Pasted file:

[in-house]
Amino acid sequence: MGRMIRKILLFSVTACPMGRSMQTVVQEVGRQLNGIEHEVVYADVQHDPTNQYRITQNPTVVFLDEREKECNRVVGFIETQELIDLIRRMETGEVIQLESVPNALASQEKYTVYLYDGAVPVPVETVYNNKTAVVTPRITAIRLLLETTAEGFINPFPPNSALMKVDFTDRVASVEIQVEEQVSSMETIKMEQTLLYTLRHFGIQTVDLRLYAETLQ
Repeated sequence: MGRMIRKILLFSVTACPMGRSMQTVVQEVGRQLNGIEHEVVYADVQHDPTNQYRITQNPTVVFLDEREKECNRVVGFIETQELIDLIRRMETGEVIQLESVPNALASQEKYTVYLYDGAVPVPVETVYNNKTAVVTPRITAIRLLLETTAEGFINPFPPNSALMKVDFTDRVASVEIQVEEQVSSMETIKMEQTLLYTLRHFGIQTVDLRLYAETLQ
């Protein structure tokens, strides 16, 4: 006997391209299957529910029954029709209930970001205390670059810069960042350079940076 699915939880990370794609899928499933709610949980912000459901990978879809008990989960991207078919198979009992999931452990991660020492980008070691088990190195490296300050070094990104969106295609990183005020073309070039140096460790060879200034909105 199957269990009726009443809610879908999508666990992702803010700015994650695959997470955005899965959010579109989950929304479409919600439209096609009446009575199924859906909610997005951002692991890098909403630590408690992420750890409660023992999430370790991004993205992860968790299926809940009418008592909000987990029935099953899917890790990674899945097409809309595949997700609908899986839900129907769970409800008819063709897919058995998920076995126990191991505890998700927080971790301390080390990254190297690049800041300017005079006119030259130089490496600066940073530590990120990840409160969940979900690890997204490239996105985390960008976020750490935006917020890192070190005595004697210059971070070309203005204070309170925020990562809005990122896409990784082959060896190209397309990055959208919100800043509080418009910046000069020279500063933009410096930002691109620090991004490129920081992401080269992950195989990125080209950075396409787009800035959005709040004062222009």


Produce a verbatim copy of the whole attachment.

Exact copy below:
[in-house]
Amino acid sequence: MGRMIRKILLFSVTACPMGRSMQTVVQEVGRQLNGIEHEVVYADVQHDPTNQYRITQNPTVVFLDEREKECNRVVGFIETQELIDLIRRMETGEVIQLESVPNALASQEKYTVYLYDGAVPVPVETVYNNKTAVVTPRITAIRLLLETTAEGFINPFPPNSALMKVDFTDRVASVEIQVEEQVSSMETIKMEQTLLYTLRHFGIQTVDLRLYAETLQ
Repeated sequence: MGRMIRKILLFSVTACPMGRSMQTVVQEVGRQLNGIEHEVVYADVQHDPTNQYRITQNPTVVFLDEREKECNRVVGFIETQELIDLIRRMETGEVIQLESVPNALASQEKYTVYLYDGAVPVPVETVYNNKTAVVTPRITAIRLLLETTAEGFINPFPPNSALMKVDFTDRVASVEIQVEEQVSSMETIKMEQTLLYTLRHFGIQTVDLRLYAETLQ
């Protein structure tokens, strides 16, 4: 006997391209299957529910029954029709209930970001205390670059810069960042350079940076 699915939880990370794609899928499933709610949980912000459901990978879809008990989960991207078919198979009992999931452990991660020492980008070691088990190195490296300050070094990104969106295609990183005020073309070039140096460790060879200034909105 199957269990009726009443809610879908999508666990992702803010700015994650695959997470955005899965959010579109989950929304479409919600439209096609009446009575199924859906909610997005951002692991890098909403630590408690992420750890409660023992999430370790991004993205992860968790299926809940009418008592909000987990029935099953899917890790990674899945097409809309595949997700609908899986839900129907769970409800008819063709897919058995998920076995126990191991505890998700927080971790301390080390990254190297690049800041300017005079006119030259130089490496600066940073530590990120990840409160969940979900690890997204490239996105985390960008976020750490935006917020890192070190005595004697210059971070070309203005204070309170925020990562809005990122896409990784082959060896190209397309990055959208919100800043509080418009910046000069020279500063933009410096930002691109620090991004490129920081992401080269992950195989990125080209950075396409787009800035959005709040004062222009």